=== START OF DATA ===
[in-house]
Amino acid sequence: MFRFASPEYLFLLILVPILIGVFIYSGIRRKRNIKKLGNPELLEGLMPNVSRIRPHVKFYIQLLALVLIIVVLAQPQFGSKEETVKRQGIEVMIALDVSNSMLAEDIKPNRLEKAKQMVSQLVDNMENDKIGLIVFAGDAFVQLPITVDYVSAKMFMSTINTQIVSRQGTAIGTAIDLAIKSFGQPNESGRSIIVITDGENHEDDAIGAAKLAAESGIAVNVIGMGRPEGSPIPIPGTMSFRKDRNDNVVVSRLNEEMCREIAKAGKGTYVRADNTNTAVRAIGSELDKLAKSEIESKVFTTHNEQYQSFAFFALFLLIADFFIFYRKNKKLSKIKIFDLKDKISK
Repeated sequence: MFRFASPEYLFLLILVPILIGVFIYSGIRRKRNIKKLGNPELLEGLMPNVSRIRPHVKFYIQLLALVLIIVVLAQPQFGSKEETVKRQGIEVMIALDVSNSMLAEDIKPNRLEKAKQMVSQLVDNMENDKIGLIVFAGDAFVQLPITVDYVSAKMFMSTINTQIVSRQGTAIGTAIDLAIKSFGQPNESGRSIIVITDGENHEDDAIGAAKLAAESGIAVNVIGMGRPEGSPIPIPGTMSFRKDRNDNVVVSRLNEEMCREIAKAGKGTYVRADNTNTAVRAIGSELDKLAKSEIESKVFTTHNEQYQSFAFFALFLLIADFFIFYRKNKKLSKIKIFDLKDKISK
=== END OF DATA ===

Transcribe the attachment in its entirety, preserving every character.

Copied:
[in-house]
Amino acid sequence: MFRFASPEYLFLLILVPILIGVFIYSGIRRKRNIKKLGNPELLEGLMPNVSRIRPHVKFYIQLLALVLIIVVLAQPQFGSKEETVKRQGIEVMIALDVSNSMLAEDIKPNRLEKAKQMVSQLVDNMENDKIGLIVFAGDAFVQLPITVDYVSAKMFMSTINTQIVSRQGTAIGTAIDLAIKSFGQPNESGRSIIVITDGENHEDDAIGAAKLAAESGIAVNVIGMGRPEGSPIPIPGTMSFRKDRNDNVVVSRLNEEMCREIAKAGKGTYVRADNTNTAVRAIGSELDKLAKSEIESKVFTTHNEQYQSFAFFALFLLIADFFIFYRKNKKLSKIKIFDLKDKISK
Repeated sequence: MFRFASPEYLFLLILVPILIGVFIYSGIRRKRNIKKLGNPELLEGLMPNVSRIRPHVKFYIQLLALVLIIVVLAQPQFGSKEETVKRQGIEVMIALDVSNSMLAEDIKPNRLEKAKQMVSQLVDNMENDKIGLIVFAGDAFVQLPITVDYVSAKMFMSTINTQIVSRQGTAIGTAIDLAIKSFGQPNESGRSIIVITDGENHEDDAIGAAKLAAESGIAVNVIGMGRPEGSPIPIPGTMSFRKDRNDNVVVSRLNEEMCREIAKAGKGTYVRADNTNTAVRAIGSELDKLAKSEIESKVFTTHNEQYQSFAFFALFLLIADFFIFYRKNKKLSKIKIFDLKDKISK